by Tahir Bhat

Kashmir’s most known Santoor maestro, Bhajan Sopori died on June 2, 2022, after a protracted illness. He had cancer in the colon. His death was the outcome of multi-organ failure. The 73-year-old musician is survived by his wife, Aparna, and two Santoor player sons, Sourabh and Abhay Rustum.

The father-son duo of Pandit Bhajan and Abhey Sopori, were part of Zubin Mehta’s concert in Srinagar that the German embassy sponsored in 2013.

“He was diagnosed with colon cancer stage IV. The disease had spread to the liver and bones. He was under treatment at Fortis Memorial Research Institute (FMRI), Gurugram, since February 2022 and had received chemotherapy, targeted therapy and immunotherapy over the last couple of months,” the hospital said in a statement in Haryana. “He was admitted to FMRI on May 18, 2022, after his condition had deteriorated. In spite of the best efforts of the doctors, however, he succumbed to multi-organ failure on June 2, 2022.”

Bhajan Sopori’s death was widely condoled within the musical world and by all the political parties in Jammu and Kashmir, his home state. “Very sorry to hear about the tragic demise of Padma Shri Pandit Bhajan Sopori sahib. A great son of the soil, he was a colossus in the world of classical Indian music who made the santoor his own. May his soul rest in peace,” Omar Abdullah wrote on Twitter. “Saddened by the death of Padma Shri Pandit Sopori sahab. His immense contribution to the world of music will not be forgotten.”

The eighth-generation Santoor player, Bhajan Sapori belonged to a reputed Sufiana gharana from Sopore but has been living outside Jammu and Kashmir for a long time. Perhaps it is only his family that knows how to play the 100-stringed santoor. He was being termed as the king of the strings.

Sopori’s first performance was in 1953 when at the age of five, he performed at the residence of the then Prime Minister Bakshi Ghulam Mohammad. Since then, he was always busy composing songs in a variety of languages and the poetry of scores of poets. He is credited for composing more than six thousand songs across all subcontinental languages.

Besides having two master’s degrees in instrumental music, Sopori specialised in sitar as well as santoor. He learned Western classical music from Washington University, US, where he taught briefly as well. Utkal University (Odisha) had conferred upon him the degree of Doctorate of Literature.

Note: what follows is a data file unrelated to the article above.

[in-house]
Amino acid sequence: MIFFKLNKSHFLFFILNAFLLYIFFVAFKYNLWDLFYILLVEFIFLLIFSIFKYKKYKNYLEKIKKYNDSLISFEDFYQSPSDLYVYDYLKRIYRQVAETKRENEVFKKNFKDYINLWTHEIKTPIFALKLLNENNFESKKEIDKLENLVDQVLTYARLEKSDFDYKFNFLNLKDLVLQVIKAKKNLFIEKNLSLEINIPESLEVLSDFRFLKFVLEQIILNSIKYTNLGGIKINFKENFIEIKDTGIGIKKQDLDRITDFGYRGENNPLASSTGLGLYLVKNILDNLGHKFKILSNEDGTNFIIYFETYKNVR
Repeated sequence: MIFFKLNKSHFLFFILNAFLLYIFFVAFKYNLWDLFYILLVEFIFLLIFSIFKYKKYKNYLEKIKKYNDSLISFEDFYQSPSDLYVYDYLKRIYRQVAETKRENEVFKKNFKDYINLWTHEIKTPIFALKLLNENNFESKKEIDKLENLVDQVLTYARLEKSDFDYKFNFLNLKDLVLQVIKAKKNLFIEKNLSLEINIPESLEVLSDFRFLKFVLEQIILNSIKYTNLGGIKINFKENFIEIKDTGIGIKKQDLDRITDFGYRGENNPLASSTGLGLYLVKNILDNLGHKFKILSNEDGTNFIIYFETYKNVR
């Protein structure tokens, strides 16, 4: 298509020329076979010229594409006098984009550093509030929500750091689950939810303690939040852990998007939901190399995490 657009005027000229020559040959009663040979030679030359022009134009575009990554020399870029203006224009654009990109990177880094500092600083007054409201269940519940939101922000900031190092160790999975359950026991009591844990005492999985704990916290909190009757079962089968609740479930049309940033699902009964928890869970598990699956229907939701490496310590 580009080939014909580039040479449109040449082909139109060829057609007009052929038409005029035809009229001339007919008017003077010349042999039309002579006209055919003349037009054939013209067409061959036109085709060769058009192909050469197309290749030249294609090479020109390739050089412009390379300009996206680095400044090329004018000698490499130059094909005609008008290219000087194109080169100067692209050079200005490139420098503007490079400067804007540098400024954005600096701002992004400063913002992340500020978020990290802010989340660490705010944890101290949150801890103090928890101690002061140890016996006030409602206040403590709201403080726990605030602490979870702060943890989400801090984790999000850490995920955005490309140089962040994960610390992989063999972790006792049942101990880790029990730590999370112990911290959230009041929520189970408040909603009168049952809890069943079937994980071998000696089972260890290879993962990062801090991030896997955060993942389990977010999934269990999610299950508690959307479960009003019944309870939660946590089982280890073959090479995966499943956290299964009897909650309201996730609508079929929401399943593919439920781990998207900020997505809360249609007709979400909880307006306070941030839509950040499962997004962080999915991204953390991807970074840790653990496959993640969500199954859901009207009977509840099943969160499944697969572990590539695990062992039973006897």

Bhajan Sopori receiving an honour from Murli Manohar Joshi

Recipient of the Sangeet Natak Akademi Award (1992), Padma Shri (2004) and Jammu and Kashmir’s State Lifetime Achievement Award (2016), Sopori was a rare musician. Besides being a performer, composer, musicologist, teacher, writer and poet, Bhajan Sopori was a good human being.

His favourite dhun was a fusion of Kashmir’s Sufiyana mausiqui and Hindustani classical music.

Named Bhajan by his musical family, he was initiated in santoor by his grandfather, Samsar Chand Sopori, and later mentored by his father, sitar exponent, Shamboo Nath Sopori. An art critique has credited Bhajan and his father for making Santoor more suitable for raagdari music while playing sufiyana mausiqui. “Back in the day, the santoor sounded more staccato; there were no gamakas (oscillations) and glides. The bridges were increased to accommodate more octaves and sympathetic strings were added apart from a tumba (gourd) for better resonance,” Suanshu Khurana wrote. “The attempt to play both styles resulted in a playing technique that bordered between classical and sufiyana. The mallets would be hit with intensity and the sound was boisterous and big. But sometimes, Sopori would give the softer notes a nudge and it would sound straight out of the heart of Dal lake.”

His great-grandfather is credited for developing the style known as the Sufi Baaj (style), based on Sufiana Qulam music and Indian classical music.

“He increased the range of the Santoor from the conventional 11⁄2 to more than 51⁄2 octaves, balanced the Kalam (strikers) with boles and attached the Tarab and Tumba for enhanced tonal quality,” the website managed by his son mentions. “These innovations combined with his strong base in traditional Raga-Sangeet allowed for a systematic exposition of the Raga combining both the Gayaki and the Tantrakari Ang (style) in his recitals, demonstrating all the essential stylistic nuances of Hindustani Classical Music such as Meend, Glides, Gamak, Krintan, Zamzama, Boles, including the Dhrupad Ang with the accompaniment of the Pakhawaj.”

Santoor Maestro Bhajan Sopori

Besides, he has composed and introduced a number of new Ragas like Raga Laleshwari, Raga Patwanti, and Raga Nirmalranjani.

Off late, Bhajan Sopori has set up a music academy, SaMaPa (Sopori Academy for Music and Performing Arts), dedicated to the promotion of Indian classical music. It was involved in promoting music to jail inmates, with the objective of using music for healing the prisoners and creating an emotional bond between the society and the prisoners.

What is interesting, though restricted to the musical world is the fact that there was a professional rivalry between Sopori and Pandit Shivkumar Sharma, another star maestro from Jammu, who died last month. Sopori would say that his family’s age-old contributions were sidelined by concert organisers. Though his contributions were acknowledged everywhere, he never got the big hat.


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